1962 U-55 Gale V Racing News

Owner: John Earnest
Driver(s): John Earnest

Pride and Pitfalls in RC Model Racing from the GALE Camp 

Over the past few months there has been lots written and said about our boat club and drivers as to how we do things on race day. This is how the GALE V camp looks upon how things are going.  There are three areas the GALE Camp is concerned about: first is the amount of rules, second, how the rules are carried out, and last, how they pertain to building and running the boats. 

First, we have 25+ pages of rules. Many of the rules are very wordy and restated many times. This is difficult to keep in mind in the heat of the moment of trying to make sense of what happened either as a collision involving the GALE or as a referee. 

Second is trying to apply the rules. I am not a referee by trade. Some of our members work as referees in high school or college games. I am sure most of us will help corner judge, etc. but we have no real training in being referees. We just want to help the race run smoothly and do the best we can. It might be easier if we can take a time out and see the infraction from many angles of replay like in football. Oh, No! We had one and here is what happened to the GALE V. 

This is a true story and puts an entirely different view on how the boats were judged. We were at Marysville for the RNM race. The GALE and Thunderbolt with Steve D. were in the final racing for third. At the finish of the second lap Thunderbolt in lane 2 and GALE in lane 4 were side by side. As we started down the back stretch the boats hit hard. Steve D. pulled to the infield and quit. NO CALL, so GALE finished the 5 laps. As in a final we had most of the modern drivers as referees. Everyone said Thunderbolt moved out into the line of the GALE. Steve tried to argue that the GALE came in on him and I do not remember what I said but I agreed with Steve.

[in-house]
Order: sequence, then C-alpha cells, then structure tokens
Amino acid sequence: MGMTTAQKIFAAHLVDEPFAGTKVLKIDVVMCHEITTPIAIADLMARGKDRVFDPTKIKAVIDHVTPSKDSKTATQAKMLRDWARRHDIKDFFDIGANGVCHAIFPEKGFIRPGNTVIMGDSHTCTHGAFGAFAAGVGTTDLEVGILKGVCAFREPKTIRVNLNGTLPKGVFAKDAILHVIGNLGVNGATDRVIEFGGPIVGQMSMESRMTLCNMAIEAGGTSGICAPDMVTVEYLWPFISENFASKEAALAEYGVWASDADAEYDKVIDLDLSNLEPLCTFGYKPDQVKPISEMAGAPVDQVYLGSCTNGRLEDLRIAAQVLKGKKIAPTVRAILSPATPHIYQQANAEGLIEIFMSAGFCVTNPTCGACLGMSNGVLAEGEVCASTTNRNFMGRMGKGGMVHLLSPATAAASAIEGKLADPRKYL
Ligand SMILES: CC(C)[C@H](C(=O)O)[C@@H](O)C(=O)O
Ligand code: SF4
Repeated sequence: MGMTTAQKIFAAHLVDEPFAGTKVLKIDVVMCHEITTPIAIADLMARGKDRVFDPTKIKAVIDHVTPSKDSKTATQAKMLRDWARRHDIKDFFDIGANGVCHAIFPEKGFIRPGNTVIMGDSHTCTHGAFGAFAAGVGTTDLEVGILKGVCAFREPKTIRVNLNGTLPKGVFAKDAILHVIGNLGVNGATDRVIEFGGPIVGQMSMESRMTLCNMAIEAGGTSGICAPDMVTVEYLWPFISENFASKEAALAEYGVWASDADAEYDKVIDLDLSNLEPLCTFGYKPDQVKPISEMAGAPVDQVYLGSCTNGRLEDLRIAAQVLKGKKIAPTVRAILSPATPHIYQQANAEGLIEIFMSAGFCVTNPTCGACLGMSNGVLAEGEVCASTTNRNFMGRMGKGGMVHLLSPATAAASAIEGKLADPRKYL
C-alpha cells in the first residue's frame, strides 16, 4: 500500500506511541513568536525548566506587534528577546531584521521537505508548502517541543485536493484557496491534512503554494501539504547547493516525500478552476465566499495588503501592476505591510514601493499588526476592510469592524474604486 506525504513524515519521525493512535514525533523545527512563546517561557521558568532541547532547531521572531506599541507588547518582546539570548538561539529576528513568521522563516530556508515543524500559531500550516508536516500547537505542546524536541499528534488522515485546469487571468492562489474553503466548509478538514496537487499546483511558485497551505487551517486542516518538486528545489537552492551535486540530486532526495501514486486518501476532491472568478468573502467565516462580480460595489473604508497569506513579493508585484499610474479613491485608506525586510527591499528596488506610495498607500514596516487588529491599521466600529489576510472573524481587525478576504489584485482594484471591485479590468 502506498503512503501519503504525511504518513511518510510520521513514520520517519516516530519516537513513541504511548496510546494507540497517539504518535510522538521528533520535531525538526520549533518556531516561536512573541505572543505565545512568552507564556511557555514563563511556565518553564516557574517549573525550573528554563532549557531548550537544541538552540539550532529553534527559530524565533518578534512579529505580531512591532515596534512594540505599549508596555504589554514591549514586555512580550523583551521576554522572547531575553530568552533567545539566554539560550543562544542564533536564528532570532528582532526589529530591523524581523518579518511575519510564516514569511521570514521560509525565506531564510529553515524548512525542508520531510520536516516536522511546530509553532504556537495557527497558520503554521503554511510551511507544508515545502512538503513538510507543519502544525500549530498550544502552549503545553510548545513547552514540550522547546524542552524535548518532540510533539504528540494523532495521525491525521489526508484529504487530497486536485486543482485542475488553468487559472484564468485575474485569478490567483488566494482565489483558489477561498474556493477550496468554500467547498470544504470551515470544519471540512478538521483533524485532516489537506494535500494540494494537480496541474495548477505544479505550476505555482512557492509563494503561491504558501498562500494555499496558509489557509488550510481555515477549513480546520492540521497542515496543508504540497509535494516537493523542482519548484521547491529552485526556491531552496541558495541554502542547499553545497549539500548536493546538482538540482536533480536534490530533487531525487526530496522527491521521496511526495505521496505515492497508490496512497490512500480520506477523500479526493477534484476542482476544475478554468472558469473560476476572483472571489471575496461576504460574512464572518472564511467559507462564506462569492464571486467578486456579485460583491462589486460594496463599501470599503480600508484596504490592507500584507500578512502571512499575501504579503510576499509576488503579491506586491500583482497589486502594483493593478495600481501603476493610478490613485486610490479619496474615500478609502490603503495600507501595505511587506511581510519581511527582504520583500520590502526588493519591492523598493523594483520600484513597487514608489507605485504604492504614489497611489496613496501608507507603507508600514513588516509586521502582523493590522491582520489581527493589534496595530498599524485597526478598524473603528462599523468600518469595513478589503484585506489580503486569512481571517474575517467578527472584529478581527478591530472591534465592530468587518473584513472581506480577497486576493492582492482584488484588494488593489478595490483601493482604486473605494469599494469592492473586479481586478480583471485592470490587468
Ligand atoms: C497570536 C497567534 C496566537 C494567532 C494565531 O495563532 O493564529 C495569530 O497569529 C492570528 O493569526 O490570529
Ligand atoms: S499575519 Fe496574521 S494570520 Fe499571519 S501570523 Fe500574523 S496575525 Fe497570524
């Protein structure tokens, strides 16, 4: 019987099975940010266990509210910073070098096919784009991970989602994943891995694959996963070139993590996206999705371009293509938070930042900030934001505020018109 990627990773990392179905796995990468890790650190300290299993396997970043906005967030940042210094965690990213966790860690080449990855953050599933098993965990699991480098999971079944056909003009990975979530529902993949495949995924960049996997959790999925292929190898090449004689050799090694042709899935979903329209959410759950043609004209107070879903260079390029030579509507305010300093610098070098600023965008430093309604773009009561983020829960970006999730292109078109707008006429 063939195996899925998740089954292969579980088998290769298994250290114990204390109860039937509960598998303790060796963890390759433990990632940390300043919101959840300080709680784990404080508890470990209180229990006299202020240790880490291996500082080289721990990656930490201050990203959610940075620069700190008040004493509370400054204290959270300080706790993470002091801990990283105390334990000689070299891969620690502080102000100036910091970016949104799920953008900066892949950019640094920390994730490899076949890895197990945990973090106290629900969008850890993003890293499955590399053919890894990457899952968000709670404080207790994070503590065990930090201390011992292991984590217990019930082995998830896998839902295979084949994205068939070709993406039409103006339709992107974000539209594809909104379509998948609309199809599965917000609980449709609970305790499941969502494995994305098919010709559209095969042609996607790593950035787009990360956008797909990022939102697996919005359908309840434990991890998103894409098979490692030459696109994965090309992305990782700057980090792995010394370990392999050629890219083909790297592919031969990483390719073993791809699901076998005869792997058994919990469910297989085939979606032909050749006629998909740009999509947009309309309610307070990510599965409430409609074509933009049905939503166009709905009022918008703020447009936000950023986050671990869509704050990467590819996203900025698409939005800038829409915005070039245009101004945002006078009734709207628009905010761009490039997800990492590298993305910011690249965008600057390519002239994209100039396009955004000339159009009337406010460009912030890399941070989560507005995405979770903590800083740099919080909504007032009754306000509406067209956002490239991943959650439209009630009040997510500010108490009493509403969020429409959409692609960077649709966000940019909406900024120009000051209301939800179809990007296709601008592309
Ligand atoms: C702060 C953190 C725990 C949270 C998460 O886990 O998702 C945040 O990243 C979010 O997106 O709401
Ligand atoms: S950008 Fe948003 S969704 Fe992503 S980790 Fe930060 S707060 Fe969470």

Here we have a case where the CD and several referees agreed to the call (They all are top racers). I was glad that David Newton had his friend film the race with his flying camera. Wednesday after the race the camera proved Steve was correct and all the judges were totally mistaken. Yes, Thunderbolt came out in lane 2 and moved to lane 3. It also showed the GALE V going way wide and leaving the photo then coming back into view from lane 6,7, or  and running into Thunderbolt. In this case ALL the referees missed the call. This happens as part of any sport. 

Third, how do the rules pertain to building our boats? Many of our boats are NOT built to race inches apart from one another. 

Another true story from the GALE Camp: Rose City had a fun day of testing in Banks, Oregon. I had tested the GALE several times that day and asked Brian Buass if he would like to do a few laps. I was  thrilled to watch him drive the GALE. Brian holds many straight line and 2 lap records in many classes. I was as happy as if Elvis had sung a song I had written (showing my age here). When he brought the boat to the dock he remarked, “Why does this boat turn differently in each corner?” I went from walking on water to looking for milfoil to hide under. THIS IS THE POINT. The GALE did not have a solid rudder. Upon inspection the rudder servo had movement, the linkage holes had worn large, and I would guess the rudder pivot had also worn loose. No wonder the GALE turned differently each time. I have noticed that some racers’ boats fill with water. They will run differently as the water sloshes around in the hull. Brian also helped me tune the transmitter to the way I drive so I would not over correct as I drove. Some drivers have equal rudder movement to the right or left and that makes at least my hull too sensitive. 

My hope in writing this article is to put a different light on how and why we race. It is for the enjoyment of seeing our beautiful boats go round and round. 

Have fun boating and please the fans watching. 

 

From the GALE Camp, John Earnest